Aims: To compare the sodium-glucose-cotransporter-2 (SGLT-2) inhibitor dapagliflozin with dipeptidyl peptidase-4 (DPP-4) inhibitors with regard to risk associations with major adverse cardiovascular (CV) events (MACE; non-fatal myocardial infarction, non-fatal stroke or cardiovascular mortality), hospitalization for heart failure (HHF), atrial fibrillation and severe hypoglycaemia in patients with type 2 diabetes (T2D) in a real-world setting.
Methods: All patients with T2D prescribed glucose-lowering drugs (GLDs) during 2012 to 2015 were identified in nationwide registries in Denmark, Norway and Sweden. Patients were divided into two groups: new users of dapagliflozin and new users of DPP-4 inhibitors, matched 1:3 by propensity score, calculated by patient characteristics, comorbidities and drug treatment. Cox survival models were used to estimate hazard ratio (HR) per country separately, and a weighted average was calculated.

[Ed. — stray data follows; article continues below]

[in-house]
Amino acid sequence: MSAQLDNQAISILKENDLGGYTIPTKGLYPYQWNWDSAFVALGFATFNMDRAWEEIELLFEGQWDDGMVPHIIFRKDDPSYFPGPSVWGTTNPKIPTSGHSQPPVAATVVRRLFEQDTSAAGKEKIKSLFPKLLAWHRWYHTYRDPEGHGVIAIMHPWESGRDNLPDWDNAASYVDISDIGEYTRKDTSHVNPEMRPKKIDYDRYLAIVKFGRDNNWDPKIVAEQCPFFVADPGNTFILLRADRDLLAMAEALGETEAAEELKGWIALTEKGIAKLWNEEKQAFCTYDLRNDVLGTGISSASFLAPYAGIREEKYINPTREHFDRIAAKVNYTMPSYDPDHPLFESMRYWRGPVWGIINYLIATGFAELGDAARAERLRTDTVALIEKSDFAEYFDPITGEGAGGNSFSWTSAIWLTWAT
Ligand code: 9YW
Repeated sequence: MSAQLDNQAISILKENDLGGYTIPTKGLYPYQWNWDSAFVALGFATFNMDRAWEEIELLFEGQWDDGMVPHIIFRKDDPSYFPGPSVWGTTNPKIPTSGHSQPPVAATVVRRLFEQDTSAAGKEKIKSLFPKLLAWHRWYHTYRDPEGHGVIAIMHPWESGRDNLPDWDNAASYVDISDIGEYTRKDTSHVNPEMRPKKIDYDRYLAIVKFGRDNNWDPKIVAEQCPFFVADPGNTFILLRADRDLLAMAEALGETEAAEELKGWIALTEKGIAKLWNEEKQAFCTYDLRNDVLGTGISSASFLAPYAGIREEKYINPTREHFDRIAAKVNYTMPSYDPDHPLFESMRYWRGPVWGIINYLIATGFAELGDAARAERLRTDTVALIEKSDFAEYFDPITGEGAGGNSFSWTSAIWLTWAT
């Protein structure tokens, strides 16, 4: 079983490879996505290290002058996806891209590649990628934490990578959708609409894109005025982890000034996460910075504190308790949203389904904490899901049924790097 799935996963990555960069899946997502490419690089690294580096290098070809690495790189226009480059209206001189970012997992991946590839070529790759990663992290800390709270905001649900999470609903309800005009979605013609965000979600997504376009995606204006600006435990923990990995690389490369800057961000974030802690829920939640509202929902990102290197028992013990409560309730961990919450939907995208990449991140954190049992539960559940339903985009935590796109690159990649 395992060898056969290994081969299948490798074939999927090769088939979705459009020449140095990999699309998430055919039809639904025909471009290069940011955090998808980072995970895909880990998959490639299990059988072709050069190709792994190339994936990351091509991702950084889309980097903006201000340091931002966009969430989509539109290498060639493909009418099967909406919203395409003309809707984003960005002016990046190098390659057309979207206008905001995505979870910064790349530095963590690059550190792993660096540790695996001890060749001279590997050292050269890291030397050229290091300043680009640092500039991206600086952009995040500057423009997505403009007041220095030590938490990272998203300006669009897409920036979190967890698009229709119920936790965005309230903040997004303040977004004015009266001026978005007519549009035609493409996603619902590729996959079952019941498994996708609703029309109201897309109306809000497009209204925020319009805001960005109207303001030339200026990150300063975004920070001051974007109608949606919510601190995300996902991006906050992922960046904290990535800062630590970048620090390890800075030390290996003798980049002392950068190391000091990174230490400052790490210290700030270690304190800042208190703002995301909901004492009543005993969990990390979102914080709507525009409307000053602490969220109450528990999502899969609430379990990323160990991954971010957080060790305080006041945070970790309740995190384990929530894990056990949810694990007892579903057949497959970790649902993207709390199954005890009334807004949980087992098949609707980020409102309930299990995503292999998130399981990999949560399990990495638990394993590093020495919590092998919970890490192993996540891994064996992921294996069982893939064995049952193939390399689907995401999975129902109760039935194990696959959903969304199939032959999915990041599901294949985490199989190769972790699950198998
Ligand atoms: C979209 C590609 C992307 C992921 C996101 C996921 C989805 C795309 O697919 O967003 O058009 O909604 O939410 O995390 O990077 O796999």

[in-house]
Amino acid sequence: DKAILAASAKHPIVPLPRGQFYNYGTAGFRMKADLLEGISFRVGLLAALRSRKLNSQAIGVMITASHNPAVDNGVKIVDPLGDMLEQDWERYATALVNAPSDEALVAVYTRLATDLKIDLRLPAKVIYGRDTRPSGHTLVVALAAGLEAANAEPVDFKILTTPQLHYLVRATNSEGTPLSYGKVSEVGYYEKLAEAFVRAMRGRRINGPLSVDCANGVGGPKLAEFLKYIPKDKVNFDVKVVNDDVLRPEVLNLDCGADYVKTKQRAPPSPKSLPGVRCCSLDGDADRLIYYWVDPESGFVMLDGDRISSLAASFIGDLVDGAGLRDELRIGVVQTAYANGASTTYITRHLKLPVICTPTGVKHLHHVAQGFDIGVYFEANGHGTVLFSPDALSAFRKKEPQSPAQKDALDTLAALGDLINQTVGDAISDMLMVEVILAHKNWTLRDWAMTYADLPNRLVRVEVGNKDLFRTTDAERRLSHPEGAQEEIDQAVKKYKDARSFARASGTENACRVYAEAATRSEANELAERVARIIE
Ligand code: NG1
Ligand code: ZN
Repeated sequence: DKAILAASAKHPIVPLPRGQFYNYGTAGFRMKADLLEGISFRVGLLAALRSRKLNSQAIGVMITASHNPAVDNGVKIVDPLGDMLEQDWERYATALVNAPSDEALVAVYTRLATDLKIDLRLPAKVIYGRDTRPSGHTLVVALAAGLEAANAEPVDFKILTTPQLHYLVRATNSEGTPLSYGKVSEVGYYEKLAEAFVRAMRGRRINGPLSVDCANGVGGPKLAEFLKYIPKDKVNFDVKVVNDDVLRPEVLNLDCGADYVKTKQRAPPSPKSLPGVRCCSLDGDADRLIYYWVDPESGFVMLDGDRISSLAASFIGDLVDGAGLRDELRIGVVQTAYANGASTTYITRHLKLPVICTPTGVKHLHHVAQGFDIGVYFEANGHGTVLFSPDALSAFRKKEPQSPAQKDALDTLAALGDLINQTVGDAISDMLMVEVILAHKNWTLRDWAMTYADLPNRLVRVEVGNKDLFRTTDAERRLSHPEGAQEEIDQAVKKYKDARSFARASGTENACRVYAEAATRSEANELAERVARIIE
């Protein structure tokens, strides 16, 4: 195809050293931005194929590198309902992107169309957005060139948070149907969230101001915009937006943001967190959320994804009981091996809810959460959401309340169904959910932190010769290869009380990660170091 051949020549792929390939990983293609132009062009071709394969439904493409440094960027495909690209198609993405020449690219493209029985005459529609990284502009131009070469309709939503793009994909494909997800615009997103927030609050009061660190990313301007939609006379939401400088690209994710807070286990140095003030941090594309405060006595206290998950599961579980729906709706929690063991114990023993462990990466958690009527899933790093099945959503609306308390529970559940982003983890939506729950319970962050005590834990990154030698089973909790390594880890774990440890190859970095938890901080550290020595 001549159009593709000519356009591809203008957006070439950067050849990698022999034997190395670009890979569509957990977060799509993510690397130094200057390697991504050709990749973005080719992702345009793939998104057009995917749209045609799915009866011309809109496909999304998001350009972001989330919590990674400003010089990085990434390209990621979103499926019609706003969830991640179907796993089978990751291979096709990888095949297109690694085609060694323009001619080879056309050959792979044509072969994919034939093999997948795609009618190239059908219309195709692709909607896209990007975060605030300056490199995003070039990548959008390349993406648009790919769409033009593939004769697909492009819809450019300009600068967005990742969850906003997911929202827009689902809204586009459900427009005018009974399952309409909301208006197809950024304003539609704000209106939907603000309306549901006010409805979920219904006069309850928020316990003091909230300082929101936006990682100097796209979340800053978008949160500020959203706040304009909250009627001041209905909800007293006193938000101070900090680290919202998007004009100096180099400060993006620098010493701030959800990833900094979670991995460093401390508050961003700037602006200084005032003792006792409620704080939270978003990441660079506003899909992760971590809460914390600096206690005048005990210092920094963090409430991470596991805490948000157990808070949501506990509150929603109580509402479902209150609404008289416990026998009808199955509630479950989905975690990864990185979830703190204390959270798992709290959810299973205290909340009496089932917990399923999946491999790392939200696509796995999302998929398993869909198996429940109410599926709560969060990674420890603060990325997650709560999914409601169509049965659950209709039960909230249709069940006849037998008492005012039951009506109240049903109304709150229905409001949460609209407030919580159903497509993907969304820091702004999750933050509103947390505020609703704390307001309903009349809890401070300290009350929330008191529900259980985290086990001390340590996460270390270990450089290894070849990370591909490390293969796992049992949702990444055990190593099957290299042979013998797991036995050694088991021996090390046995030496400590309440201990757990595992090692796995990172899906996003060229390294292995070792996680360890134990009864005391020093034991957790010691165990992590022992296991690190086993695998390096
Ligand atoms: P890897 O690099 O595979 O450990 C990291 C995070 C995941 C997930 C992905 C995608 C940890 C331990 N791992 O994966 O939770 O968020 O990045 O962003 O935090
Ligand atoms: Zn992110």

Results: After matching, a total of 40 908 patients with T2D were identified as new users of dapagliflozin (n = 10 227) or a DPP-4 inhibitor (n = 30 681). The groups were well balanced at baseline; their mean age was 61 years and 23% had CV disease. The mean follow-up time was 0.95 years, with a total of 38 760 patient-years. Dapagliflozin was associated with a lower risk of MACE, HHF and all-cause mortality compared with DPP-4 inhibitors: HRs 0.79 (95% confidence interval [CI] 0.67-0.94), 0.62 (95% CI 0.50-0.77), and 0.59 (95% CI 0.49-0.72), respectively. Numerically lower, but non-significant HRs were observed for myocardial infarction (0.91 [95% CI 0.72-1.16]), stroke (0.79 [95% CI 0.61-1.03]) and CV mortality (0.76 [95% CI 0.53-1.08]) Neutral associations with atrial fibrillation and severe hypoglycaemia were observed.
Conclusions: Dapagliflozin was associated with lower risks of CV events and all-cause mortality compared with DPP-4 inhibitors in a real-world clinical setting and a broad T2D population.
Keywords: DPP-4 inhibitor; cardiovascular disease; dapagliflozin; diabetes complications; hypoglycaemia; type 2 diabetes.
© 2017 The Authors. Diabetes, Obesity and Metabolism published by John Wiley & Sons Ltd.